I remember back in 2000, I was just a kid in Kaduna. A woman in a black veil came in the dead of the night to warn my father that they were coming for us Igbos. We and another Igbo neighbor had to use a ladder to climb over to the neighbors compound at the back of our house.
A few days later, after OBJ had sent tanks to secure Kaduna, we returned home to see our house in a proper mess. Ransacked and all.
As long as I live, I will never forget the dead bodies on the streets, in the gutters. Especially that of a pregnant woman, her stomach torn and bloody.
I will never forget my uncle Kalu, a jovial pastor who was butchered and left for dead in his church. He survived.
With terrible scars all over his body. He now stays in Sokoto with his family, still a preacher.
I remember mummy Evelyn crying and wailing in our sitting room, because they found her daughter dead in the streets.
I remember uncle Norbert from my mom’s village.
One time, he wore a kaftan and dressed up like a Muslim to go get something for us, I think food or water. He came back breatheless, apparently he was almost lynched by a mob, when someone noticed how weird his Hausa sounded.
No one knows how, but he got a sword.
Some days later he snuck in, in the night with a bloodied sword. Apparently, he had Murdered someone. I remember my father’s outrage, the shouting and blows my father Rained on him.
I remember Anuty Chinwe crying in our parlour because they had killed her brother.
I remember Benjamin, with his now forgotten Edo surname. My best friend in Primary school who just up and disappeared.
I discovered years later from his aunt, a family friend. That his entire family were wiped out simply because they were southerners…. Nyamiri.
I have many more first hand experiences of the massacre and subjugation of the igbos.
Let’s leave out the civil war, I wasn’t born then. Someone else can tell that story.
So, I am not surprised at the silence of the privileged people who think the igbos are always lamenting.
People who think @elrufai and @hadizel son @b_elrufai comments on gang raping an Igbo woman is not such a big deal. I bet he had uncles and family friends who have regaled him with tales of the Igbo men they killed and the Igbo women they raped, while they made Igbo sounds.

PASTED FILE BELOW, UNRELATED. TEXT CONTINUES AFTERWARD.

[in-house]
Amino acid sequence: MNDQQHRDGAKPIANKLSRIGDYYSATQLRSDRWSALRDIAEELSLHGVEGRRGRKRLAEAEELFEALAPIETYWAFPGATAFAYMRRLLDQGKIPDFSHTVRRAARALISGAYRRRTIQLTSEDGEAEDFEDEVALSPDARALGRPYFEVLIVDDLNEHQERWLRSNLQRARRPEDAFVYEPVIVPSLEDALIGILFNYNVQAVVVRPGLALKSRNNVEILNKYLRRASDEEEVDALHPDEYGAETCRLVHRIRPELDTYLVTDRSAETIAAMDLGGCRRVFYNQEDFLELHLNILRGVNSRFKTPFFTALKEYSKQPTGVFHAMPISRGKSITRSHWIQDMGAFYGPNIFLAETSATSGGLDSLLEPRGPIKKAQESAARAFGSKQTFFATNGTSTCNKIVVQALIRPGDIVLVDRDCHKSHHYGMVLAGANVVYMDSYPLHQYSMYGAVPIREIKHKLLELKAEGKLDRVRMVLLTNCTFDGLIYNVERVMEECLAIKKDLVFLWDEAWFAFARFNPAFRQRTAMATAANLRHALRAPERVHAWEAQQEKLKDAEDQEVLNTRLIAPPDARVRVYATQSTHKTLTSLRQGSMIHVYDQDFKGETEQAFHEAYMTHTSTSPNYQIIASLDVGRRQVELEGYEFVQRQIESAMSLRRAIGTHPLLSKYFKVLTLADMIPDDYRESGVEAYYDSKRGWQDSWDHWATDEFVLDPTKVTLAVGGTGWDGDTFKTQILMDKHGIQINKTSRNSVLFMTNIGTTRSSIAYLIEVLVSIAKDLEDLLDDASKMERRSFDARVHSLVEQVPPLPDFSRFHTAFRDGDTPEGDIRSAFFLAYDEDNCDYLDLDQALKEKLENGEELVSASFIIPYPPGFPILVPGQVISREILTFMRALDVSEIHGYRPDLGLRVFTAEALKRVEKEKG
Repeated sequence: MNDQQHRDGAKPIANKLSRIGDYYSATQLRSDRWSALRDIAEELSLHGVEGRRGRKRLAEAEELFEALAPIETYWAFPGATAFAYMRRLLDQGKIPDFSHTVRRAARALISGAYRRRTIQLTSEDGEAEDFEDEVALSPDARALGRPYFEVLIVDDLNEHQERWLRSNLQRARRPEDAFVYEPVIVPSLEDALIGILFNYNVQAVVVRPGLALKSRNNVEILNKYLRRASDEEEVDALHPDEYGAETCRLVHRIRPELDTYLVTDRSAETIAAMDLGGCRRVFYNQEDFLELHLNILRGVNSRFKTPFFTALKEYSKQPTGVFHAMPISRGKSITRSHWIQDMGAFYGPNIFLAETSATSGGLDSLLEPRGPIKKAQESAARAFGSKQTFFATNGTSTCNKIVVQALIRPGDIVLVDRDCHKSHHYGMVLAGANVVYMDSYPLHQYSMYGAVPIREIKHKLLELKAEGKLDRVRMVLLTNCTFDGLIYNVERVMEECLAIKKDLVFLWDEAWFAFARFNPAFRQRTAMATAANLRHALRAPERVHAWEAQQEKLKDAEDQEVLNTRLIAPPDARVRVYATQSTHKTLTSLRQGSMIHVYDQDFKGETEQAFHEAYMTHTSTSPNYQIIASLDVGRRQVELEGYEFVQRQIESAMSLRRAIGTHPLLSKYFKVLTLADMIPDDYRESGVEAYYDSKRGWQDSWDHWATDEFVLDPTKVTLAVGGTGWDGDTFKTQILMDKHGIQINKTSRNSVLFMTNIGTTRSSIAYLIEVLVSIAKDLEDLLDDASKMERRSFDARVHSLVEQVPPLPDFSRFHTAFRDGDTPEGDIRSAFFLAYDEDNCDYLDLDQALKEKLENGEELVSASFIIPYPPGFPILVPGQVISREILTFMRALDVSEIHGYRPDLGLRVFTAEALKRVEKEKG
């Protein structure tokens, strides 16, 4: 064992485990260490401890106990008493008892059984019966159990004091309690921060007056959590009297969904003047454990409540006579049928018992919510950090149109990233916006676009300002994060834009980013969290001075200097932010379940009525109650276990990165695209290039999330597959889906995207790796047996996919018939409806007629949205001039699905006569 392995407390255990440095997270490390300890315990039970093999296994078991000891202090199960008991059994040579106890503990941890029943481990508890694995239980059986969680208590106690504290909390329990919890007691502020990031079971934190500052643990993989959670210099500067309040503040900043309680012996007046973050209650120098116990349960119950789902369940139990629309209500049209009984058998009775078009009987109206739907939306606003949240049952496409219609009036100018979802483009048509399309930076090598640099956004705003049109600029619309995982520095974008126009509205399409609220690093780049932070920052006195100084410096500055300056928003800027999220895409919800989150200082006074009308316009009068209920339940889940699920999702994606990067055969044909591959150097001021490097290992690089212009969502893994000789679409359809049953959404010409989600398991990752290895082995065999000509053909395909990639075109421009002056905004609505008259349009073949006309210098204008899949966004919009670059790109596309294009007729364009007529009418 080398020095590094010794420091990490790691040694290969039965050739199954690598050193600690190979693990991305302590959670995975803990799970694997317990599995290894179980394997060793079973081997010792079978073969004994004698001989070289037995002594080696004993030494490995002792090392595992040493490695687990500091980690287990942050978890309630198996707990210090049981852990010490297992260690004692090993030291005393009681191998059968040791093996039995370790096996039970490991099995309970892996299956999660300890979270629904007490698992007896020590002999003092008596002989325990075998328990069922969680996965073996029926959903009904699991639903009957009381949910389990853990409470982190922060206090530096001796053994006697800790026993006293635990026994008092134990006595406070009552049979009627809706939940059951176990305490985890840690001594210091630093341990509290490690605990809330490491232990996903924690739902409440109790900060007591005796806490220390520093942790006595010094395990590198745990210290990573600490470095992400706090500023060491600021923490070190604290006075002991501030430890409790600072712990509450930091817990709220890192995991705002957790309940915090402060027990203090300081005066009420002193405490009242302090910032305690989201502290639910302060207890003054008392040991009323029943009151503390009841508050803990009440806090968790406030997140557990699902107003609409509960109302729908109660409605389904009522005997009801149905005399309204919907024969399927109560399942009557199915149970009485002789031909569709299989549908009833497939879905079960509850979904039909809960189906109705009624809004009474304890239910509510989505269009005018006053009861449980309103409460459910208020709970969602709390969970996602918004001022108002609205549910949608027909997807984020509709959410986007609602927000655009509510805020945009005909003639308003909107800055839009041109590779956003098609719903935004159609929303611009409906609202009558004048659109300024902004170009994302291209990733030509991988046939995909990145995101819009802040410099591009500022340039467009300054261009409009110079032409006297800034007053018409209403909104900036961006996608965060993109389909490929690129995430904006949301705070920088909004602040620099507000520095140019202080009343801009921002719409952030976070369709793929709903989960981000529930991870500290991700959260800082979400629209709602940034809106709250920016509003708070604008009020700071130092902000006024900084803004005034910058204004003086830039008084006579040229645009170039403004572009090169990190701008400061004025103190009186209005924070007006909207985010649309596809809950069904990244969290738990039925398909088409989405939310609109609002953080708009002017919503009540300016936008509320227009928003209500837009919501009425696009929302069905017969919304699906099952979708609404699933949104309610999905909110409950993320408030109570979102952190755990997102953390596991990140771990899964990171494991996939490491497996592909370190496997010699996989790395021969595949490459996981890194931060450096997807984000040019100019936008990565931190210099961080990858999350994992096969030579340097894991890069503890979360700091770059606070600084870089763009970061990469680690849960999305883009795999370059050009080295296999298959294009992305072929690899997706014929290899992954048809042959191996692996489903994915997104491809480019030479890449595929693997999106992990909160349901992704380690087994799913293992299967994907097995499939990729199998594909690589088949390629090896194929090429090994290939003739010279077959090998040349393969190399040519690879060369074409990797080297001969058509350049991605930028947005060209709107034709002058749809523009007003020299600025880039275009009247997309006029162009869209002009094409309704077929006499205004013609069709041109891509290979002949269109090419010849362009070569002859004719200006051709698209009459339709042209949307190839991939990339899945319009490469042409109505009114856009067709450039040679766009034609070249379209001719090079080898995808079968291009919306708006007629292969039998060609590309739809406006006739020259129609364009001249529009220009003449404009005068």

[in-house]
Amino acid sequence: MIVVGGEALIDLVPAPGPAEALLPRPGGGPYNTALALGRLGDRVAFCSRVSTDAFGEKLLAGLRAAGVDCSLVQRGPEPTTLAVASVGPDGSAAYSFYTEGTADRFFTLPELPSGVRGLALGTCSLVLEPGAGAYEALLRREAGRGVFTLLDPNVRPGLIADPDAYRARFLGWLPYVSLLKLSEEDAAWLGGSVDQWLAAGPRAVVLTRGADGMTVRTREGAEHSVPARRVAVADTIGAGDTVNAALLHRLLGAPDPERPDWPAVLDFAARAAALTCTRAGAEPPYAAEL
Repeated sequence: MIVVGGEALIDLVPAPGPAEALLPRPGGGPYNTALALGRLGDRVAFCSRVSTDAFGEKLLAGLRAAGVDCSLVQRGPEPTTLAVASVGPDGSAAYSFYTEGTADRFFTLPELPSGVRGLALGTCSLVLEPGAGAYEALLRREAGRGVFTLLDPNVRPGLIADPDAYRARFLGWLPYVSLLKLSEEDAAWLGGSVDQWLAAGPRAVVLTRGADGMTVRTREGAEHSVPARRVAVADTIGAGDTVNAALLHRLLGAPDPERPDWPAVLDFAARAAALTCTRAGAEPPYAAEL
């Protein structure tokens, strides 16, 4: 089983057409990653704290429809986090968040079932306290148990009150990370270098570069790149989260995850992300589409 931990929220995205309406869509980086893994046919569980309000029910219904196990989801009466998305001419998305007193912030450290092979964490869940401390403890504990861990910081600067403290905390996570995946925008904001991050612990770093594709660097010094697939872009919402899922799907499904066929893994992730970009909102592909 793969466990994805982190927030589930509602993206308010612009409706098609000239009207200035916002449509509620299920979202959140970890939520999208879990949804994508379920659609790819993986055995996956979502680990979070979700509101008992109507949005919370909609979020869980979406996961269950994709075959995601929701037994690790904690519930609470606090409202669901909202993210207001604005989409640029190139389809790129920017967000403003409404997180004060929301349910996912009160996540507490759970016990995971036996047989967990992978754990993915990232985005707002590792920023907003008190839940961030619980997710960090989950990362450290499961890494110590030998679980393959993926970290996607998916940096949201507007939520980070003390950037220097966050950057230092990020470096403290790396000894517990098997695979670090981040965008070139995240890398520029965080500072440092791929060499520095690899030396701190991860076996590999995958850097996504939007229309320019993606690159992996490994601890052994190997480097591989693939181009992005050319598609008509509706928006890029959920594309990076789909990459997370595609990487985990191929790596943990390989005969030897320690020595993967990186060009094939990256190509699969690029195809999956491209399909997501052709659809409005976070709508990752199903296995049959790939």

Bello is simply trying to relive stories he’s heard as a kid. It also says a lot about his parents and their level of ethnic tolerance.
I don’t even want to go into the gender issues. In a saner country, the outrage alone would cause @hadizel to tender an unreserved apology.
But no, we have been distracted. A man is fired for reporting the truth in ‘strong’ language, while Bello and his learned mom roam free. Unashamed, unapologetic and smug.
I ask, Is there any justice in this world? Who will pay for the blood of my slain Igbo brothers? Who?
I don’t hate Hausas or anyone of northern extraction. My father would knock me silly from the grave if I ever utter any ethnic slur.
I’m sharing my experience for perspective on the struggles of the Igbo and southerners in the north and why some Igbos are uncontrollably angry.
It’s been almost 20 years, but I still have vivid nightmares, where I try to scale that fence in the dead of the night with my family to escape the machete of men in white robes screaming ‘Allahu Akbar’!
Surprisingly, all these has also made me extremely curious.
I have a Quran, and I’m learning Hausa.
I have also been working on a novel these past 3 years about an almajiri, who becomes a jihadist under Boko Haram.
Maybe, I can show the world their own side of the story. The conditioning and indoctrination that shapes that mentality.
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